Tuesday, February 12, 2019

Why Art on the Web is not net.art

The main difference in why Art on the Web is not net.art is mainly due to the fact that Art on the Web is usually made by some art software such as Photoshop, Paint Tool SAI, or some other program, whereas net.art is created using coding on Notepad, specifically HTML and CSS. The differences in programs could also contribute to the preferences of different computer systems to perform certain tasks. For example, more artists prefer to produce art on a Mac because it is more graphically-inclined to utilize those programs and make the colors appear brighter and bolder; however, you will more than likely find more PC users working on code and HTML than their Mac counterparts in that it is much easier and the program (Notepad is often the go-to for writing HTML files) is already readily accessible on PC, whereas a Mac user would have to download a third-party application in order to perform the same functions.

Another difference to point out is that net.art tends to be more interactive than Art on the Web. Sure there are Flash games and the occasional gif here and there, but with net.art, the power of code is used and utilized to create images instead of a paintbrush or line tool. Also to add on as well, Art on the Web tends to be static as even comics can only display so much for the viewer/reader, but net.art forces the viewer to interact with what is being presented in order for the narrative to pass along. Even the technique is different as Art on the Web uses real-world tools in a digital setting and replicates to the best of the program's ability. In net.art, the coding is the tool as one uses code to create images and feature the presence of coding in some way, shape, or form.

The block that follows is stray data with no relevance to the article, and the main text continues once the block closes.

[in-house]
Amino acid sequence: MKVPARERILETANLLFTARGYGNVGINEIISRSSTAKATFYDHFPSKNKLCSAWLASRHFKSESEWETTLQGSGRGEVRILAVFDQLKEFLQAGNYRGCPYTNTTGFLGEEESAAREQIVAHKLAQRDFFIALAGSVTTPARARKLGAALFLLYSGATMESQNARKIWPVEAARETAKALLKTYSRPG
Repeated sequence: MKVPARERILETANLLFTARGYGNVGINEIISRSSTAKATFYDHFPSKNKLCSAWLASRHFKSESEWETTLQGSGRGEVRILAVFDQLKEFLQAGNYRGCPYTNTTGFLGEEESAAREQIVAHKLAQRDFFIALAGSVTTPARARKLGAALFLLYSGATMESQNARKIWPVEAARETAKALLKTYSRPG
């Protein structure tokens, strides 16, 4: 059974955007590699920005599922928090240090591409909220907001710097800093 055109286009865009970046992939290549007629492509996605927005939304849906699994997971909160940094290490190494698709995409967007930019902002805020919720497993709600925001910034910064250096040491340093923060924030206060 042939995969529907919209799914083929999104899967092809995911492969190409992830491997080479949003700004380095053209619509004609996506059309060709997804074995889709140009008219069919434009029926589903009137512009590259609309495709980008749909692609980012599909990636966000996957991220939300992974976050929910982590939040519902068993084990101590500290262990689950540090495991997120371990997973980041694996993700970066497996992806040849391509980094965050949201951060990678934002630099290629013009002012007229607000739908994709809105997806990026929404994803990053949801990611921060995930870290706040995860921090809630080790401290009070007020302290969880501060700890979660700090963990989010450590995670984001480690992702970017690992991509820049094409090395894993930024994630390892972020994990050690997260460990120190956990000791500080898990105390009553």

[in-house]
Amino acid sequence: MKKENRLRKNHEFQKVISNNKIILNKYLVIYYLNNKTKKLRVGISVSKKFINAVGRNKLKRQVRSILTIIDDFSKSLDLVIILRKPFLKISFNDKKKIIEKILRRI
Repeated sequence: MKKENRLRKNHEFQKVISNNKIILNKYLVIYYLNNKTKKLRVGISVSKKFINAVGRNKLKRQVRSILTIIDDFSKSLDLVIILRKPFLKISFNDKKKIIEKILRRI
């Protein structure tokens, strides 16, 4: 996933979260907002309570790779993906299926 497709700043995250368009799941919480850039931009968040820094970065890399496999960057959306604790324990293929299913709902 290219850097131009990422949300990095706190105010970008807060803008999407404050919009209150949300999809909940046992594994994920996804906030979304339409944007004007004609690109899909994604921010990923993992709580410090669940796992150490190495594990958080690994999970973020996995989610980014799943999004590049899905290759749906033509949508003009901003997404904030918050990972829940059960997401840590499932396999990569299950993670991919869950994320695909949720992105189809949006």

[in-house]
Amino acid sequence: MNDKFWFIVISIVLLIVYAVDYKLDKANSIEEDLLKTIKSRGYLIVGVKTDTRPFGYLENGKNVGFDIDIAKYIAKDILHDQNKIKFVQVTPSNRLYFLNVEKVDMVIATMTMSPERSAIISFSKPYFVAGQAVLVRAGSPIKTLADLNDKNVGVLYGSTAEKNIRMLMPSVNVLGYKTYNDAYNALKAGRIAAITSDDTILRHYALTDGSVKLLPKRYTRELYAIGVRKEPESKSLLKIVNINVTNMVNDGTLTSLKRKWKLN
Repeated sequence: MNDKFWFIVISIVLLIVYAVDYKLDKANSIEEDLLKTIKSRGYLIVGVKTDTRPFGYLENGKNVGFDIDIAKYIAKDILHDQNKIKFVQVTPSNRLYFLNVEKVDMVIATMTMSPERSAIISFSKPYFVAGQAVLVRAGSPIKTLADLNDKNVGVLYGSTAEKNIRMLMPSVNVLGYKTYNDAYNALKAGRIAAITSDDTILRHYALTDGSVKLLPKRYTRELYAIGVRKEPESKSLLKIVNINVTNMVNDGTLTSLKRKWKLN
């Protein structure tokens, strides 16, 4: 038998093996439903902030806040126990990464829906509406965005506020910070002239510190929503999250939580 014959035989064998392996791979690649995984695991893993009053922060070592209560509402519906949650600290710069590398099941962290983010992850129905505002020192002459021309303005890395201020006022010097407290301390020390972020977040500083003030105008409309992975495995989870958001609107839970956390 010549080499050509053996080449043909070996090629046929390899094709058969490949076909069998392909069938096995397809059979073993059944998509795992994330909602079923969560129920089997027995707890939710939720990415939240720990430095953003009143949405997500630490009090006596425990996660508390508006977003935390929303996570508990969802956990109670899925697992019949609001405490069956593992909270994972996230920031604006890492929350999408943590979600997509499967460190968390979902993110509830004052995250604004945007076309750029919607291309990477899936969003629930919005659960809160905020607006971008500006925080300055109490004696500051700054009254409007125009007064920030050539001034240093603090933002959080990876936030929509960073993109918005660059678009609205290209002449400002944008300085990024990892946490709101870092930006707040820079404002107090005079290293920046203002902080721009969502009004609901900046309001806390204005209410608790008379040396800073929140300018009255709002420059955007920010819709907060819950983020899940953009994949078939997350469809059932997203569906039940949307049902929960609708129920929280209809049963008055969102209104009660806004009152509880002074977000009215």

Monday, February 11, 2019

Week04 - GIFs

With the advent of the Internet as we know it, it's hard not to acknowledge the sheer brute force of the influence that spawned as a result. With the Internet being as integral as it is, it's not hard to assume what kind of history the Internet had to becoming what it is today. Aspects of Internet culture have become ingrained into our conscious, with one of the most notable being the rise of the GIF, a Graphic Interchange Format image. 

GIFs are usually seen as an image capable of producing an animation of a few frames usually on a loop. They have risen in popularity along with the rise of the Internet, particularly on social media and sometimes on informal business sites as a form of interest, though have actually been around longer. As a young adult in 2019, the presence of the GIF is basically second-nature and is as prevalent as the air we breathe. Without the GIF, the Internet would be a lot more boring and it would be missing an essential part of its history. As wacky and zany as some are, they still are needed even today when one can actually post whole videos of content onto a website. The growth of the Internet could not have existed without it. 

Monday, January 14, 2019

New Media Response (500 Words)

Paige Hurst
January 14
ART2602

New Media art is a an ever-evolving art form that utilizes the tools of technology to create a piece of art. Many of these different forms of art include “digital art, computer graphics, computer animation, virtual art, Internet art, interactive art, video games, computer robotics, 3D printing, cyborg art and art as biotechnology”. Like any other art form before it, the medium challenges the idea of what art exactly is, this time with digital methods either in abstract or concrete forms. New Media art is interesting because it is both inclusionary and exclusionary in its art form.